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Vulnerable Communities Research Program
- Modelling Inter-Group Violence
- National Security and Preparedness Survey (formally the National Social and Cultural Wellbeing Survey
- Queensland Community Engagement Trial (QCET)
- Legitimacy and Policing
The Vulnerable Communities program of research seeks to better understand the spatial and temporal dynamics of communities vulnerable to growing levels of crime, disorder, inter-group violence and inter-group hostility. It is also concerned with empirically testing innovative policing approaches for creating greater citizen perceptions of police legitimacy in highly volatile and disadvantaged communities. Our program of work, to date, has concentrated heavily on data collection.
The Australian Community Capacity Study (ACCS) is a major longitudinal study that includes a Computer Assisted Telephone Interview (CATI) survey and in-depth face-to face interviews with nearly 10,000 people across nearly 300 suburbs in Brisbane and Melbourne completed in 2011. In 2011, the project team proceeded to geo-code, clean and
analyse the ACCS data, with a technical report and initial analyses completed. The project team also spent time with CEPS Visiting Scholar Associate Professor John Hipp (University of California, Irvine), with six papers being developed.
The National Security and Preparedness Survey was implemented via Computer Assisted Telephone Interview (CATI) recruitment, followed by mail out/online surveys in November 2011. This survey seeks to benchmark public attitudes and perceptions of preparedness, community resilience and vulnerability in a post 9/11 environment of heightened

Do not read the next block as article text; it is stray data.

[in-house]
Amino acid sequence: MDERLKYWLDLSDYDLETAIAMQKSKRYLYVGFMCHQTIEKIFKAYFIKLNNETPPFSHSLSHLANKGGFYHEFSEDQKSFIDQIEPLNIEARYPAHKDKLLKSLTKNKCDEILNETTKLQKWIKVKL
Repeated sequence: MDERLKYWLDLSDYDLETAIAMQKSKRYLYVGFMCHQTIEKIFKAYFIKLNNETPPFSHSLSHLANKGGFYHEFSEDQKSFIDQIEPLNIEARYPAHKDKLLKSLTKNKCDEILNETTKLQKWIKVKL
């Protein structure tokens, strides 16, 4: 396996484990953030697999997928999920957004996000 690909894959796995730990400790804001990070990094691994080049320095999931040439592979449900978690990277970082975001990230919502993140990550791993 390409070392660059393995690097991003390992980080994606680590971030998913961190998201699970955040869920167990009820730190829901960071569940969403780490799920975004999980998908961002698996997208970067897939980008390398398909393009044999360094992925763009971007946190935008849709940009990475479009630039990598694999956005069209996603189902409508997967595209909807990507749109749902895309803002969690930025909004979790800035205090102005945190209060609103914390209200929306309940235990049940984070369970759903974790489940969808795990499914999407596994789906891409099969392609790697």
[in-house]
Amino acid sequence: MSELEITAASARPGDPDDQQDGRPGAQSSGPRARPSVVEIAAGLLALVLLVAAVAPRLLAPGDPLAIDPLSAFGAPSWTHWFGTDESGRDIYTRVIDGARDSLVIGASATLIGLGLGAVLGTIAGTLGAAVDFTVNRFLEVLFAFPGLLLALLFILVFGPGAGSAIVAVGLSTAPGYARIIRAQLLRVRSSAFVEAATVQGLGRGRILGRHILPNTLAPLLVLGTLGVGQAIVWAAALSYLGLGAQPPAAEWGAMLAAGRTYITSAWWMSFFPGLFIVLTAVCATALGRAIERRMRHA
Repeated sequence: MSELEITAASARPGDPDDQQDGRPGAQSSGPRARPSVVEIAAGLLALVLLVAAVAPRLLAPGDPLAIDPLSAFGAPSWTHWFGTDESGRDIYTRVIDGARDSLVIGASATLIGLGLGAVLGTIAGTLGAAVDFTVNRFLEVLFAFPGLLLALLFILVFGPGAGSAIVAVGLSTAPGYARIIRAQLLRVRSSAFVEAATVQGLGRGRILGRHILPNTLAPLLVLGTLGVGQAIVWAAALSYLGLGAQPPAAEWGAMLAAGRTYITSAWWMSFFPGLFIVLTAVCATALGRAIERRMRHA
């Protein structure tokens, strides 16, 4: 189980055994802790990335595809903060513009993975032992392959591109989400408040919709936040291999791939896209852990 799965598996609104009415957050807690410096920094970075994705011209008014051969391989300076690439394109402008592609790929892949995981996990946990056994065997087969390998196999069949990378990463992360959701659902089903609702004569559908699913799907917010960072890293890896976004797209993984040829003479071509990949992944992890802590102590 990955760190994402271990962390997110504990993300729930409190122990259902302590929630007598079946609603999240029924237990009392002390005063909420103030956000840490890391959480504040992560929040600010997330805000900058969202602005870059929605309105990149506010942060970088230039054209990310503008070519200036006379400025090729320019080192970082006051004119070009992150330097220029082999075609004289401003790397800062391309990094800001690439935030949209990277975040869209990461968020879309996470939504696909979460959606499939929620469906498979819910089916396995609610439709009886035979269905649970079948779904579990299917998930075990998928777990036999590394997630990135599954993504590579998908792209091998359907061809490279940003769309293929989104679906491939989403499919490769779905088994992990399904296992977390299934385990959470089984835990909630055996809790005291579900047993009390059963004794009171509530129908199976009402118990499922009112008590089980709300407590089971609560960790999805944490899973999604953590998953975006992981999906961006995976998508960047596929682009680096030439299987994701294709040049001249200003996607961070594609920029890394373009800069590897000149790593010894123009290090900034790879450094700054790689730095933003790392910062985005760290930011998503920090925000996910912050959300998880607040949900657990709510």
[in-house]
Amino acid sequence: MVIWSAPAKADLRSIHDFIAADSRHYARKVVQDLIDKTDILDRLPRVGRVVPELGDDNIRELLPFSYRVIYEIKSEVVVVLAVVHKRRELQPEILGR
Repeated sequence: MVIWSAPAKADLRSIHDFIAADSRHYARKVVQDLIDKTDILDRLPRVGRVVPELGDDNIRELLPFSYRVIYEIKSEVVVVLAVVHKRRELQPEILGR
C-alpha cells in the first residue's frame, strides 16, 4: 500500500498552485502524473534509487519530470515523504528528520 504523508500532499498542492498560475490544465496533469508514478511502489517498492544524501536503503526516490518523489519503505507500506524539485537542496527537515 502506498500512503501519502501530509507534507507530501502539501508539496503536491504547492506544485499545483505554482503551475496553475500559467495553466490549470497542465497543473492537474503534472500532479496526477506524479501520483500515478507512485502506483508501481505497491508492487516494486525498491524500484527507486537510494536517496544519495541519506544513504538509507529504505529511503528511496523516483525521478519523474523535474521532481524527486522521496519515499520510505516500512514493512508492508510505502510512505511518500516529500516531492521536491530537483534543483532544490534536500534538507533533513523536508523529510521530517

awareness. The survey will be in the field until the end of April 2012. We expect data analysis to begin in June 2012.
Through both of these projects, together with the completion of the Queensland Community Engagement Trial (QCET) in 2010, project teams are exploring the importance of police legitimacy and the legitimacy of institutions of government in better responding to problems in vulnerable communities.
2011 also marked the launch of the Project ABILITY, funded by Professor Mazerolle’s ARC Laureate Fellowship. This project involves a partnership between Queensland Police Service, Department of Education and Training (Queensland), Department of Communities and researchers. The multiagency intervention model aims to reduce truancy and its underlying psychosocial risk factors in primary and secondary schools in a Brisbane Policing District. The pilot drew to a close in mid 2011 and a larger-scale randomised controlled field trial has been launched to test the effectiveness of the ABILITY model.
These linking themes of police legitimacy and community resilience serve as a focus for many of our academic papers already underway, as well as our student PhD and Honours projects.
More publications for Vulnerable Communities Research Program